When you notice those self-critical patterns, take a moment and pause. Stay open and notice what is coming up for you. What are the emotions, sensations and thoughts? It is the beginning of change. Stay in curiosity and open awareness. With mindfulness it will help us recognize our unhelpful responses. And then we can lean in and bring awareness and openness to what we are experiencing. It can be very helpful to see it separate from your true self because it is.

We will get better at noticing but of course it takes practices. And we will still sometimes just react. Don’t worry, we will always have another opportunity and chance to practice. Try to stay present and open up. Start noticing what thoughts, feelings/emotions and sensations are coming up. Stay curious, compassionate, and see what you are noticing.

We will begin building that relationship with our different parts. And we need to build a relationship with all our different parts including our harsh critical part. We also have to recognize we need to change the relationship we have with these parts since it is not really us but parts that develop from difficult childhood experiences and traumas to help keep us safe. But the time comes when we have to renegotiate the role since it is no longer serving us.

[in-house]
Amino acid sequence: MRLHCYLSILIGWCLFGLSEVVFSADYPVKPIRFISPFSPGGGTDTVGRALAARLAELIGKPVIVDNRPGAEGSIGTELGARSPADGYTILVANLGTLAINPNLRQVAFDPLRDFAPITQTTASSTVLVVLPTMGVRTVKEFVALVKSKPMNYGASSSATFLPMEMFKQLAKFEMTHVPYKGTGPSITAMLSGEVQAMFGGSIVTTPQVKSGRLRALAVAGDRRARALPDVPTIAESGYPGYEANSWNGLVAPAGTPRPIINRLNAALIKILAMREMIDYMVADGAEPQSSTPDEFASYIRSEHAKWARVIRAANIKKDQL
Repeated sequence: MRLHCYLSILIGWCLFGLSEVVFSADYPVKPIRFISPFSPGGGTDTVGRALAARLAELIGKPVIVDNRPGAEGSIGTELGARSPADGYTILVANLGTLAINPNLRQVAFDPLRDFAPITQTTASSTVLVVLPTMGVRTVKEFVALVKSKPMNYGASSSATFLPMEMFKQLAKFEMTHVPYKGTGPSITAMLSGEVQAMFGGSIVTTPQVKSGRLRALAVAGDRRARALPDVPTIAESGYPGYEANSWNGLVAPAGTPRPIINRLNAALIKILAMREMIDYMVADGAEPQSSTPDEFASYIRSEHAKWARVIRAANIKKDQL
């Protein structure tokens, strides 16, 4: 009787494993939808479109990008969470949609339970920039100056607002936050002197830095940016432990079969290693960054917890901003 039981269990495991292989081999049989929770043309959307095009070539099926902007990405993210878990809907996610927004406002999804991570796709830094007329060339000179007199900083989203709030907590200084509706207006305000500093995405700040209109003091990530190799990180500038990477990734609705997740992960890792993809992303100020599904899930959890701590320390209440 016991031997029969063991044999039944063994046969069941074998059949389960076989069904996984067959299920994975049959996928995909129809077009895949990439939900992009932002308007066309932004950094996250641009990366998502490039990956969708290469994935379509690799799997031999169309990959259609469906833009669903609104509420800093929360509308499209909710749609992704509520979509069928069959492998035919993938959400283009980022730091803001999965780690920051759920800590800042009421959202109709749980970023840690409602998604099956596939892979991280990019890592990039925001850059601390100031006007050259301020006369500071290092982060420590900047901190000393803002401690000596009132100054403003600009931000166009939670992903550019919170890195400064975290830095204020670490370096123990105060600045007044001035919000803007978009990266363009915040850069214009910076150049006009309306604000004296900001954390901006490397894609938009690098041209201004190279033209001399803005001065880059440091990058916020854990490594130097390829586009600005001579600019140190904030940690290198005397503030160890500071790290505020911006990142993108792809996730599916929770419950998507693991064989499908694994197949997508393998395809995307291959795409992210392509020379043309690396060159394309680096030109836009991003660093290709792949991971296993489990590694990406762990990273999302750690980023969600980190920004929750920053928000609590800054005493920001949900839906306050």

Steps to Self-Compassion Practices

What do you do if you know it would be good for you but just can’t take those steps? It could start with a simple practice of doing a loving kindness meditation. There are a variety of different ones. You can do a formal meditation which you can find on apps such as Insight Timer (I will list a few links at the end you can try). Or just come up with something you do daily for yourself and create your own. You can start with something very simple, such as:

May I be safe. May I be happy. May I be healthy. May I live in peace. May my heart be filled with love and kindness.

You can start with yourself and spread it to those you love and even all living creatures. Adapt to whatever you would like. You can make it into a simpler mantra if that makes it easier for you to start with.

Next Step

By noticing when those patterns or critical parts show up, it is the beginning of changing it. Being able to start changing those patterns and expectations. It can be pretty powerful when we recognize this self-critic voice is not accurate and is pretty distorted with how it views the world.